New research from Yale’s Program on Climate Change Communication shows how Americans think about climate change, county by county and state by state. The research reveals that people in the American West and Northeast--home to the majority of skiers in the country--as well as those in southern parts of Texas and Florida, have the strongest views on climate change.
Overall, 70 percent of the country thinks global warming is happening, and the same number believe it will harm future generations. Far fewer, 40 percent, believe that effects from anthropogenic changes to our climate will personally harm them. While the current administration intends to slash funding for the Environmental Protection Agency, whose chief, Scott Pruitt, has denounced the decades of research from the department he now runs by saying that carbon dioxide is not a primary contributor to climate change, 75 percent of the country believes CO2 should be regulated, according to the new study.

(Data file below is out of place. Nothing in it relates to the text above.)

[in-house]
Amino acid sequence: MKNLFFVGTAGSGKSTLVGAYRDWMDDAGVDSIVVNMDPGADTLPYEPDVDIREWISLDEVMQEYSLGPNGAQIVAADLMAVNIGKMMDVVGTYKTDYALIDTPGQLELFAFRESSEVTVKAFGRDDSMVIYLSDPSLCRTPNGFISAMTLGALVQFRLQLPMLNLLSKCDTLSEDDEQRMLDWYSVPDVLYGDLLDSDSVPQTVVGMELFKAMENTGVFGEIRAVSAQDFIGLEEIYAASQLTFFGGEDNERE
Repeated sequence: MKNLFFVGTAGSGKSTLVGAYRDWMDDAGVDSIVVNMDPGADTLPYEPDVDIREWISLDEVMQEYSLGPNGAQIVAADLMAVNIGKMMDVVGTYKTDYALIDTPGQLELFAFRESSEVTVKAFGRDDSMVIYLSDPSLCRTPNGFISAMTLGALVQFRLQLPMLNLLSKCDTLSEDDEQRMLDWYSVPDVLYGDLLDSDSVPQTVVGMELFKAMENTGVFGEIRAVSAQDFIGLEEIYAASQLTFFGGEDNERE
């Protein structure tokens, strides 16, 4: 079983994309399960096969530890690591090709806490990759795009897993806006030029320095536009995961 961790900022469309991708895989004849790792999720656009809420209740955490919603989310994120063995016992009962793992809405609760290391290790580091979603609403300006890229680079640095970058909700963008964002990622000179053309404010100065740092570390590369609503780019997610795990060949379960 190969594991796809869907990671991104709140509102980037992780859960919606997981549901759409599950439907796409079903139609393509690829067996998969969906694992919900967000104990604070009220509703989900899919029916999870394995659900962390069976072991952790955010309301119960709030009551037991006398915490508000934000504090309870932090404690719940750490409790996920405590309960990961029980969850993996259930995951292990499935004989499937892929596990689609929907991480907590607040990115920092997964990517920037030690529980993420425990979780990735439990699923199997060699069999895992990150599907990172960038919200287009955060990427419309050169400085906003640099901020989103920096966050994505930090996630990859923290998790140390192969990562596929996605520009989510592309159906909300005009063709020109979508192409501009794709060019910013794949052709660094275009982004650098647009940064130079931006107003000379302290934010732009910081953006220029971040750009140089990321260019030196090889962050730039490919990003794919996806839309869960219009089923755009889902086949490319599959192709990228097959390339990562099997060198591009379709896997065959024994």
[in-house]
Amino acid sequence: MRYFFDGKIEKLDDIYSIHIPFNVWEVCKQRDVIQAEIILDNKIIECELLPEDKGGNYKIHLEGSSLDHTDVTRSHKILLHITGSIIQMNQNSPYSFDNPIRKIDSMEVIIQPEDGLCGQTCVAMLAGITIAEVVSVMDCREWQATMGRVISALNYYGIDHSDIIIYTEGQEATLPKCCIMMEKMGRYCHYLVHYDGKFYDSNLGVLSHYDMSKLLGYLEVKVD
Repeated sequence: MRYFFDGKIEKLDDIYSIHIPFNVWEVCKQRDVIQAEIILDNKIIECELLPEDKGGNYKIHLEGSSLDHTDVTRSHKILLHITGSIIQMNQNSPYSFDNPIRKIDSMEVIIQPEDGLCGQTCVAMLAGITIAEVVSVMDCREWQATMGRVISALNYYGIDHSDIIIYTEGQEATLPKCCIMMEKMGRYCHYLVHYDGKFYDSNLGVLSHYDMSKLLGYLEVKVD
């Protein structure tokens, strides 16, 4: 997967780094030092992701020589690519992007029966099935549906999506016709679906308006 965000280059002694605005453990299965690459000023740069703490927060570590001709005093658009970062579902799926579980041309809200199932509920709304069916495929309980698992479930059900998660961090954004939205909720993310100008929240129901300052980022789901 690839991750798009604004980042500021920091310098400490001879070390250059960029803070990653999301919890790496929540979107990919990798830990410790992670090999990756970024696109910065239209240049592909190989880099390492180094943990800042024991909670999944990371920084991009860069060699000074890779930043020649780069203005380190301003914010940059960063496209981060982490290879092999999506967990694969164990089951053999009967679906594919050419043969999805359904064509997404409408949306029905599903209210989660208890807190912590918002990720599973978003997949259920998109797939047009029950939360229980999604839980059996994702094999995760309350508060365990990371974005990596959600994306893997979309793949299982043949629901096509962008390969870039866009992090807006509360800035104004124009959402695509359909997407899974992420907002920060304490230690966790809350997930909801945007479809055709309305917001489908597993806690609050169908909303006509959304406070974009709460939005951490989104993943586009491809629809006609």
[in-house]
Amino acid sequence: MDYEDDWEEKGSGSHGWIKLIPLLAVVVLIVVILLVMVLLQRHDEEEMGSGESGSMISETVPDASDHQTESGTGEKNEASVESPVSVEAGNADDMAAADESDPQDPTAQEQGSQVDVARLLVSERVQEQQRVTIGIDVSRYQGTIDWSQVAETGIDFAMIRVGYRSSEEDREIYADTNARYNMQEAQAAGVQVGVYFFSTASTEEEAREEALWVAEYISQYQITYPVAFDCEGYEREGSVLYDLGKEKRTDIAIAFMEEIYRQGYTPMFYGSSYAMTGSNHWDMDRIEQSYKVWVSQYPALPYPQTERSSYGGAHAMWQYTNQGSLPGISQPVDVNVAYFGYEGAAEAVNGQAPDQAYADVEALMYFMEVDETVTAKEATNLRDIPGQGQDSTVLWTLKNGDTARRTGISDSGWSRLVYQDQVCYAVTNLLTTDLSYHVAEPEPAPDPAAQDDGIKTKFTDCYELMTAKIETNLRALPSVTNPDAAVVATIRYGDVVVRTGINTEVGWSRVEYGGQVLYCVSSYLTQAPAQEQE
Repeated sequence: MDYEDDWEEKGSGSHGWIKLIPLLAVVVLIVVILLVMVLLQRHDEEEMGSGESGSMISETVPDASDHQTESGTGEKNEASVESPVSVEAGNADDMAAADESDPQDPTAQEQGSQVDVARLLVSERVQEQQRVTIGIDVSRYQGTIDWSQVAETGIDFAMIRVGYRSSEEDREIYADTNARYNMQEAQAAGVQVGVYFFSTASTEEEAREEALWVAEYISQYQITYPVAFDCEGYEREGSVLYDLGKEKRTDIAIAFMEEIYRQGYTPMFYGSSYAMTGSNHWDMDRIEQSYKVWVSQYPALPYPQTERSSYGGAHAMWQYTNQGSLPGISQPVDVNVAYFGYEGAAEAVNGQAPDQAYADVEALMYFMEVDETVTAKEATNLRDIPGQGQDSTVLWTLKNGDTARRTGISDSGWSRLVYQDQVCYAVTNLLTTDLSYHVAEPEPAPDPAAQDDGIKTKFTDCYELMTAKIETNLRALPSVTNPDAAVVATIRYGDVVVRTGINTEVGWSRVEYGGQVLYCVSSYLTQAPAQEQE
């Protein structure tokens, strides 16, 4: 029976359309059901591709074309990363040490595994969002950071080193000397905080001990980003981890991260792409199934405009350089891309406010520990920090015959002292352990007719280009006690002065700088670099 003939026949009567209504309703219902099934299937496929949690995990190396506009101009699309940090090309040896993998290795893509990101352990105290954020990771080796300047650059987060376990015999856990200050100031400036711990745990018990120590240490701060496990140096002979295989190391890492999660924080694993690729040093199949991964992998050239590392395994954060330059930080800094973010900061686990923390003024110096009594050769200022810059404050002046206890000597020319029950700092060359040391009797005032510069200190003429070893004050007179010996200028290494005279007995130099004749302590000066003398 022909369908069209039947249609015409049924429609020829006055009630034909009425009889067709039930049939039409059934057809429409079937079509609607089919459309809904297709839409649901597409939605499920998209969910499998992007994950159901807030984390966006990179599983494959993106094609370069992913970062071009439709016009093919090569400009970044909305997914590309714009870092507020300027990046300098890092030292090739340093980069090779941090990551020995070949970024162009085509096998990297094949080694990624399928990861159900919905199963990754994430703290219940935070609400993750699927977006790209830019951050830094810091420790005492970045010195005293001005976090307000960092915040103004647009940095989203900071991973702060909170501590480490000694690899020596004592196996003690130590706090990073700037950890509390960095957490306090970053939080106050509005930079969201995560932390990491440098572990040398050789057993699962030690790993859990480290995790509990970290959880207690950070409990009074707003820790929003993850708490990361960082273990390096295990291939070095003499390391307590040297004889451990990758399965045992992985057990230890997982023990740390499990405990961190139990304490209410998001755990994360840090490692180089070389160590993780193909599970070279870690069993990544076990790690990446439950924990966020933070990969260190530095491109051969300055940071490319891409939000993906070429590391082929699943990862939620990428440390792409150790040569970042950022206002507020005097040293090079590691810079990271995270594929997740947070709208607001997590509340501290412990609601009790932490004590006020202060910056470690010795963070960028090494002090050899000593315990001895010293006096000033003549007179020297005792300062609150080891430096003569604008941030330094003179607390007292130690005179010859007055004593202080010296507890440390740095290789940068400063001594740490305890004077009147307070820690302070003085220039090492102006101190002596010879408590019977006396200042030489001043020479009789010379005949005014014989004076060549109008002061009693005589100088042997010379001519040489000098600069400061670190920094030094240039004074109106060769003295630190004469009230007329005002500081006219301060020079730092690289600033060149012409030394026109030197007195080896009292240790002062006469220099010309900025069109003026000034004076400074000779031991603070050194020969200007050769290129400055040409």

In their summary of Yale’s research, the New York Times addressed why such a low percentage of Americans think climate change will harm them:
“Global warming is precisely the kind of threat humans are awful at dealing with: a problem with enormous consequences over the long term, but little that is sharply visible on a personal level in the short term. Humans are hard-wired for quick fight-or-flight reactions in the face of an imminent threat, but not highly motivated to act against slow-moving and somewhat abstract problems, even if the challenges that they pose are ultimately dire.”
Because of its reliance on consistently cold temperatures, skiing (part of a $70 billion winter recreation industry) is one of the most vulnerable communities to the impacts of climate change. The American West stands to lose anywhere from 25 to 100 percent of its snowpack by 2100. For many current skiers, that is within their skiing lifetime.
PHOTO: Cody Downard